Tuesday, June 23, 2009

The Financial Statement Assurance Continuum

When a company sells a receivable on The Receivables Exchange, the Seller agrees to repurchase the receivable if the Account Debtor (the Seller’s customer) does not pay it.

The Seller’s commitment to repurchase is the Buyer’s initial line of defense against loss.

The strength of that defense is a function of the Seller’s ability to fulfill its commitment.

If the Seller’s customer doesn’t pay, how likely is it that the Seller will be able to pay as required?

The bulk of the information available to help answer that question will come from the Sellers themselves, principally in the form of financial statements. (Even if a Buyer obtains supplementary credit information from an independent provider, much of the information will have been sourced from the company itself.)

Two threshold questions always have to be asked: a) does it appear from the information provided that the Seller has the capacity to fulfill its commitment, and b) what level of confidence should we have in the information provided?

Each Buyer will look at financial statements somewhat differently but any analysis is only as good as the information available to analyze. So we’ll focus here on the question of confidence.

There are four generally-recognized types of financial statements produced by corporate entities: 1) audited, 2) reviewed, 3) compiled, and 4) internally-generated.

In the first three cases, an independent accountant or accounting firm has had some degree of involvement in the preparation of the statements. Statements that are internally-generated have no third-party whose name and reputation is associated with the data provided.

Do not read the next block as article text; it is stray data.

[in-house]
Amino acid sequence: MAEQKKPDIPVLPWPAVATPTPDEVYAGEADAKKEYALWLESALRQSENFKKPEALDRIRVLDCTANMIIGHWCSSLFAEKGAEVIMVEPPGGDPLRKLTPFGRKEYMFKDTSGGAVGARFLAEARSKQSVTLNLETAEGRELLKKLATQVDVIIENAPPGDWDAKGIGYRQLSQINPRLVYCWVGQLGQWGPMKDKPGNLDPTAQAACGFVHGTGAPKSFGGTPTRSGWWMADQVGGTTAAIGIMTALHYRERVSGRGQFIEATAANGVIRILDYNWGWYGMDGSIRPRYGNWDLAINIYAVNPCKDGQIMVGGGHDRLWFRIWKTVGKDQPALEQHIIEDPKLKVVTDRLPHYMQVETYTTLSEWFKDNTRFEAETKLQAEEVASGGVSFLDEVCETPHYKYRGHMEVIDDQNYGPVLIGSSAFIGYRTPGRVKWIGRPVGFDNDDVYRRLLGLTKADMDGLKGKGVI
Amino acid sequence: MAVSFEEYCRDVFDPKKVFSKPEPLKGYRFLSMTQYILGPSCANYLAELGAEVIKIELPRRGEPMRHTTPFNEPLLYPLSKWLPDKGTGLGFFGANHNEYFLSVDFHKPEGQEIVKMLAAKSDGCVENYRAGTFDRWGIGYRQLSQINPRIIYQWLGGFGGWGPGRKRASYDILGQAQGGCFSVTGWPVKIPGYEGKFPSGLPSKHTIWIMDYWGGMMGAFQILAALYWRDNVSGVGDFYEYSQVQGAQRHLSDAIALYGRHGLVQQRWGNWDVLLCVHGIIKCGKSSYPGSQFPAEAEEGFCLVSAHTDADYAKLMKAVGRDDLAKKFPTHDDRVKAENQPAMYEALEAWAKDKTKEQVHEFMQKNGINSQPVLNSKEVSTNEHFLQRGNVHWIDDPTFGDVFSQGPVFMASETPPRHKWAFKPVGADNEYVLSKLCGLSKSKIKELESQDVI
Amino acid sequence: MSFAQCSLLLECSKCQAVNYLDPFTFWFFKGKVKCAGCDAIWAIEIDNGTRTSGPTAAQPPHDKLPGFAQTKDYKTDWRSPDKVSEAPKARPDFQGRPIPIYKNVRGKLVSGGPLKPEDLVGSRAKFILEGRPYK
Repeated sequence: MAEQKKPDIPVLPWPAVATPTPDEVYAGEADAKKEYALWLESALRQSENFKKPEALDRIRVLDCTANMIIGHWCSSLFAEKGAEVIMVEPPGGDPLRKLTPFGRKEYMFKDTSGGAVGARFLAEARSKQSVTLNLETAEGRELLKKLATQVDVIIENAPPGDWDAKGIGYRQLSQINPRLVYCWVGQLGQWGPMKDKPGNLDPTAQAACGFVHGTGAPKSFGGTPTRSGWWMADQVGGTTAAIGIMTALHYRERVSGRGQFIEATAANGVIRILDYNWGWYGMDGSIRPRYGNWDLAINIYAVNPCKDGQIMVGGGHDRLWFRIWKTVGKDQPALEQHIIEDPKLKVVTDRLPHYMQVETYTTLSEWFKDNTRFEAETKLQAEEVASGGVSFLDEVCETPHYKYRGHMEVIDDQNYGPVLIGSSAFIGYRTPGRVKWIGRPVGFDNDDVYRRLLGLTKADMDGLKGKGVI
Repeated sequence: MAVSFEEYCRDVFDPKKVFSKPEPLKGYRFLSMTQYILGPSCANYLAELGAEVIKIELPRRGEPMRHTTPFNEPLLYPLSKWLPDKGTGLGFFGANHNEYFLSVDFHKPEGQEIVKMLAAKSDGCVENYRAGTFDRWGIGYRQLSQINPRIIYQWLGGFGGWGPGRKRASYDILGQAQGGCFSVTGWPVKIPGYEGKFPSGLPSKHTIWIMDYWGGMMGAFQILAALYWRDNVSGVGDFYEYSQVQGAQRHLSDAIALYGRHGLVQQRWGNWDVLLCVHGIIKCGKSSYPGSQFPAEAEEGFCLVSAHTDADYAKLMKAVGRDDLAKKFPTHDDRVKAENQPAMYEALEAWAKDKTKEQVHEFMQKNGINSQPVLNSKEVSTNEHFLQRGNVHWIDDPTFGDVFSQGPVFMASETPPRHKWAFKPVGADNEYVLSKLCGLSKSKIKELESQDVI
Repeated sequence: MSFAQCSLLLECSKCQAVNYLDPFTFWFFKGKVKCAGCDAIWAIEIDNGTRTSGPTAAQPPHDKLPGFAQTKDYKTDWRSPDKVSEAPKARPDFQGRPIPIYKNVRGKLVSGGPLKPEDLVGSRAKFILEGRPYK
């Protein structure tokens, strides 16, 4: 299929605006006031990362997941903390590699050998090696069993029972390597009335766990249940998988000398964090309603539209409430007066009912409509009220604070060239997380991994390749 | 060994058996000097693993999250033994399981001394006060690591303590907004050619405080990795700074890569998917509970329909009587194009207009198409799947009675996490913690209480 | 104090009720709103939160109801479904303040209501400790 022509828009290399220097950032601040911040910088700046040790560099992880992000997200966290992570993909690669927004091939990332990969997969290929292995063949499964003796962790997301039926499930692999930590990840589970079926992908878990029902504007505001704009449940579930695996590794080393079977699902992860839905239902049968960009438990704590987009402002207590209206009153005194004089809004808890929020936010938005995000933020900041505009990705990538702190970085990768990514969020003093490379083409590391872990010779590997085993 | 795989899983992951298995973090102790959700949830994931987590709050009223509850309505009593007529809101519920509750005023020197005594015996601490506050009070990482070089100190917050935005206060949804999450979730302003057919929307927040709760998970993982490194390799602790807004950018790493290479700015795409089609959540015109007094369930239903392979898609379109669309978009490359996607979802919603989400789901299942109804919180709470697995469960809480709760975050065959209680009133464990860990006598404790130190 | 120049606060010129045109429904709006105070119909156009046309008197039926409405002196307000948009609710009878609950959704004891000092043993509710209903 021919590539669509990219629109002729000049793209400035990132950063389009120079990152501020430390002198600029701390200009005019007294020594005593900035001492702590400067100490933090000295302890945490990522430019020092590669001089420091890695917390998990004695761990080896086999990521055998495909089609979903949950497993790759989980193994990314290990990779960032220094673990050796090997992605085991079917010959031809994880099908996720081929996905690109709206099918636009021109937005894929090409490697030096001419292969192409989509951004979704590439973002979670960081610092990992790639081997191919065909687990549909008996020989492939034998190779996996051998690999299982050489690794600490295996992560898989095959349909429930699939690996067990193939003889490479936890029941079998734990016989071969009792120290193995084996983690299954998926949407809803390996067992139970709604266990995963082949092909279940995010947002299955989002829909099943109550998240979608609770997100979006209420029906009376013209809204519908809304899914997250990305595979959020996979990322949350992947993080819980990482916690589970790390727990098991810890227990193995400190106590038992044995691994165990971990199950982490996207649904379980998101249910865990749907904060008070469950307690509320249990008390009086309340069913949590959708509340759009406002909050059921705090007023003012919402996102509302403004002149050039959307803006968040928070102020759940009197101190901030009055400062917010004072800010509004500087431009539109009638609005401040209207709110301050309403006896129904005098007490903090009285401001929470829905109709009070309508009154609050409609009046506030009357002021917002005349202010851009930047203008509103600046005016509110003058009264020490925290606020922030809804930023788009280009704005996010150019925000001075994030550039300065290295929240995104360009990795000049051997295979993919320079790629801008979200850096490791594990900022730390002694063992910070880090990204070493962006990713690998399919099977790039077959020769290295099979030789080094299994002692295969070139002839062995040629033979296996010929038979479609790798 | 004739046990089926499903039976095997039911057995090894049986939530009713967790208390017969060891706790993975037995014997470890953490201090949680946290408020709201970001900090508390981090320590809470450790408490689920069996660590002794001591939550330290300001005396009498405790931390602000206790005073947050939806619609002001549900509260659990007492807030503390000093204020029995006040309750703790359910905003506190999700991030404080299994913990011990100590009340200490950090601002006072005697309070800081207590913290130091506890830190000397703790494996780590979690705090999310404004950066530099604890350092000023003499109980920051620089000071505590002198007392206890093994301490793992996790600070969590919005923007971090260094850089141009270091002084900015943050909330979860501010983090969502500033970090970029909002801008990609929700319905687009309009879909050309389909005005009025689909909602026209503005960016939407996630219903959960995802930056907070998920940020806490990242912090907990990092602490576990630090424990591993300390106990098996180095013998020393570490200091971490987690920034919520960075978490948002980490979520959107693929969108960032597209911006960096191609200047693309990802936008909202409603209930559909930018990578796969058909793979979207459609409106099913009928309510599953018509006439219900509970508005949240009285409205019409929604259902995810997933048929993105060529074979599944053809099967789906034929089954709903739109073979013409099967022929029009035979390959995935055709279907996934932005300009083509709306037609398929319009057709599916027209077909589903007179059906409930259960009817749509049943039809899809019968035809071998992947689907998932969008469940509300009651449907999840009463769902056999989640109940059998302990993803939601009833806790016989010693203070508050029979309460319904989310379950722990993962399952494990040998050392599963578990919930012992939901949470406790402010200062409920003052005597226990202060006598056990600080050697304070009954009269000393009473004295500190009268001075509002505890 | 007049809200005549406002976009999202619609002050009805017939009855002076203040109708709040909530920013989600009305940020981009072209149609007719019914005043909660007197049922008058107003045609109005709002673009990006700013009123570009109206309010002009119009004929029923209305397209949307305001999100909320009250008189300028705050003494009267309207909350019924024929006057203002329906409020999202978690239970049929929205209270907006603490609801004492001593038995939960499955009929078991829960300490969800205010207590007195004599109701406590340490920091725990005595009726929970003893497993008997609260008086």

There are important procedural, technical and legal distinctions that have to be made to accurately distinguish among the first three types of statements. For our purposes, however, I think we can use a convenient “shorthand” distinction that appeared in a paper published in March 2008 by the Reliability Task Force of the American Institute of CPAs.

That paper presents an “Assurance Continuum” that positions each of the three types of financial statements on a line that proceeds from the highest level of assurance that the information is reliable to the lowest level of assurance.

In the language of that Task Force Report:

An audited financial statement has a “High Assurance” of reliability.
A reviewed financial statement has a “Limited Assurance” of reliability.
A compiled financial statement has “No Assurance” of reliability.

It follows, I think, that an internally prepared statement, which has had no independent accountant’s review, would also fall in the “no assurance” category.

Now, the fact that an accountant has not certified the accuracy of the data presented in a financial statement doesn’t mean the data is NOT accurate. And we’re all aware of cases in which apparently diligent audits have proven inaccurate.

We also have to acknowledge that the staff of The Receivables Exchange does spend time and effort vetting potential Sellers.

All that said, however: it is still only reasonable to acknowledge that there is a higher level of reliability in the financial statements of a company whose books have been audited by a third-party professional than there is in the books of a firm that internally generates its own statements.

The level of risk in a Buyer’s analysis does, without question, vary with the reliability of the financial data.

All else equal, the lower the level of assurance that the Seller's financial data is reliable, the higher the appropriate Buyer’s risk premium.

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